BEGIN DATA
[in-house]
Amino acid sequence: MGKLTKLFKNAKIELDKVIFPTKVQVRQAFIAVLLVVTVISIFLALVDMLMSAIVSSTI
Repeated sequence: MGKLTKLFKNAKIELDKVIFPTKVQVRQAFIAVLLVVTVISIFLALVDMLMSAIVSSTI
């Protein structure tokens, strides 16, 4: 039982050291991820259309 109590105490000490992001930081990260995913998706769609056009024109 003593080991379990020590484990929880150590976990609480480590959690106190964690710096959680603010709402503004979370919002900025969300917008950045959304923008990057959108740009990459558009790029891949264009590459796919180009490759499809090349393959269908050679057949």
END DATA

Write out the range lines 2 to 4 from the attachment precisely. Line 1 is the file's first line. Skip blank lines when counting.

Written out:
Amino acid sequence: MGKLTKLFKNAKIELDKVIFPTKVQVRQAFIAVLLVVTVISIFLALVDMLMSAIVSSTI
Repeated sequence: MGKLTKLFKNAKIELDKVIFPTKVQVRQAFIAVLLVVTVISIFLALVDMLMSAIVSSTI
């Protein structure tokens, strides 16, 4: 039982050291991820259309 109590105490000490992001930081990260995913998706769609056009024109 003593080991379990020590484990929880150590976990609480480590959690106190964690710096959680603010709402503004979370919002900025969300917008950045959304923008990057959108740009990459558009790029891949264009590459796919180009490759499809090349393959269908050679057949």